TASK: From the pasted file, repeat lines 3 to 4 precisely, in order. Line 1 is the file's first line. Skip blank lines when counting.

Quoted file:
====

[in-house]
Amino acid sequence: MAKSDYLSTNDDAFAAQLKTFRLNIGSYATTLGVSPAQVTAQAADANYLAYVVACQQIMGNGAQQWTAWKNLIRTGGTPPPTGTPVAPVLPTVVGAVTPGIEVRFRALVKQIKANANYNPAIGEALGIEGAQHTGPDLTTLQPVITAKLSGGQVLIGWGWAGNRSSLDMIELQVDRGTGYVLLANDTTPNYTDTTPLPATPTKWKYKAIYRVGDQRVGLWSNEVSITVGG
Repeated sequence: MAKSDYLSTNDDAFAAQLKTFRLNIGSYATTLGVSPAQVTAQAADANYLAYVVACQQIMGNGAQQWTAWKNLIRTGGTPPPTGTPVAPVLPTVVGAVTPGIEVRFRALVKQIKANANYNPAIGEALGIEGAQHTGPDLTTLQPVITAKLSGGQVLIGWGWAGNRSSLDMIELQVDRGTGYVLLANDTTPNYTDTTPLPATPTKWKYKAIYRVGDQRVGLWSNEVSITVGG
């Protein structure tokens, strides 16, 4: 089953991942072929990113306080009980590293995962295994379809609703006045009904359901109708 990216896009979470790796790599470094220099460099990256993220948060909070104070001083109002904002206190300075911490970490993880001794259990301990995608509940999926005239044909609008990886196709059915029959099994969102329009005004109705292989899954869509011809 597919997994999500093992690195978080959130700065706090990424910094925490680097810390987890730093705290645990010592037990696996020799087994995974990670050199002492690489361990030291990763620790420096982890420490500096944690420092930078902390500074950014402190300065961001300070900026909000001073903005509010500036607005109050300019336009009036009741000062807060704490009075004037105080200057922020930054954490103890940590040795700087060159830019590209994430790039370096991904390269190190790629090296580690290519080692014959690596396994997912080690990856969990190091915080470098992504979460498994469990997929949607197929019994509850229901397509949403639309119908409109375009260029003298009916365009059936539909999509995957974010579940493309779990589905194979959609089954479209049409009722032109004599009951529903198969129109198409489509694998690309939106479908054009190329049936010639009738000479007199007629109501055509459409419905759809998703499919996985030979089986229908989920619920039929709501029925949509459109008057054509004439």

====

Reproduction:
Repeated sequence: MAKSDYLSTNDDAFAAQLKTFRLNIGSYATTLGVSPAQVTAQAADANYLAYVVACQQIMGNGAQQWTAWKNLIRTGGTPPPTGTPVAPVLPTVVGAVTPGIEVRFRALVKQIKANANYNPAIGEALGIEGAQHTGPDLTTLQPVITAKLSGGQVLIGWGWAGNRSSLDMIELQVDRGTGYVLLANDTTPNYTDTTPLPATPTKWKYKAIYRVGDQRVGLWSNEVSITVGG
């Protein structure tokens, strides 16, 4: 089953991942072929990113306080009980590293995962295994379809609703006045009904359901109708 990216896009979470790796790599470094220099460099990256993220948060909070104070001083109002904002206190300075911490970490993880001794259990301990995608509940999926005239044909609008990886196709059915029959099994969102329009005004109705292989899954869509011809 597919997994999500093992690195978080959130700065706090990424910094925490680097810390987890730093705290645990010592037990696996020799087994995974990670050199002492690489361990030291990763620790420096982890420490500096944690420092930078902390500074950014402190300065961001300070900026909000001073903005509010500036607005109050300019336009009036009741000062807060704490009075004037105080200057922020930054954490103890940590040795700087060159830019590209994430790039370096991904390269190190790629090296580690290519080692014959690596396994997912080690990856969990190091915080470098992504979460498994469990997929949607197929019994509850229901397509949403639309119908409109375009260029003298009916365009059936539909999509995957974010579940493309779990589905194979959609089954479209049409009722032109004599009951529903198969129109198409489509694998690309939106479908054009190329049936010639009738000479007199007629109501055509459409419905759809998703499919996985030979089986229908989920619920039929709501029925949509459109008057054509004439």